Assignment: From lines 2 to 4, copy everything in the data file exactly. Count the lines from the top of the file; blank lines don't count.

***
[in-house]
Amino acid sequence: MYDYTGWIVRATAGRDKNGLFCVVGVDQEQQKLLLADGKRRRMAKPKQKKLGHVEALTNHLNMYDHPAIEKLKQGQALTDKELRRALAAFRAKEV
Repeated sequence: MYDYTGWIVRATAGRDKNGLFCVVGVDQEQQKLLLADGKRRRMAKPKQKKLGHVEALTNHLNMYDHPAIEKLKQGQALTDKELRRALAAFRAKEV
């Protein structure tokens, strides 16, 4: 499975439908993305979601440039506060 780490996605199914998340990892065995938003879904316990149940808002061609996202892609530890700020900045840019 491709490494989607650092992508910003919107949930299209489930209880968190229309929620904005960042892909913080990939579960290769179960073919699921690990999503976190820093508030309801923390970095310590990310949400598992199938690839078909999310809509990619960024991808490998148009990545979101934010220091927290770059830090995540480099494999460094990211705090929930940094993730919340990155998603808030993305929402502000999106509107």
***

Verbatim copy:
Amino acid sequence: MYDYTGWIVRATAGRDKNGLFCVVGVDQEQQKLLLADGKRRRMAKPKQKKLGHVEALTNHLNMYDHPAIEKLKQGQALTDKELRRALAAFRAKEV
Repeated sequence: MYDYTGWIVRATAGRDKNGLFCVVGVDQEQQKLLLADGKRRRMAKPKQKKLGHVEALTNHLNMYDHPAIEKLKQGQALTDKELRRALAAFRAKEV
């Protein structure tokens, strides 16, 4: 499975439908993305979601440039506060 780490996605199914998340990892065995938003879904316990149940808002061609996202892609530890700020900045840019 491709490494989607650092992508910003919107949930299209489930209880968190229309929620904005960042892909913080990939579960290769179960073919699921690990999503976190820093508030309801923390970095310590990310949400598992199938690839078909999310809509990619960024991808490998148009990545979101934010220091927290770059830090995540480099494999460094990211705090929930940094993730919340990155998603808030993305929402502000999106509107």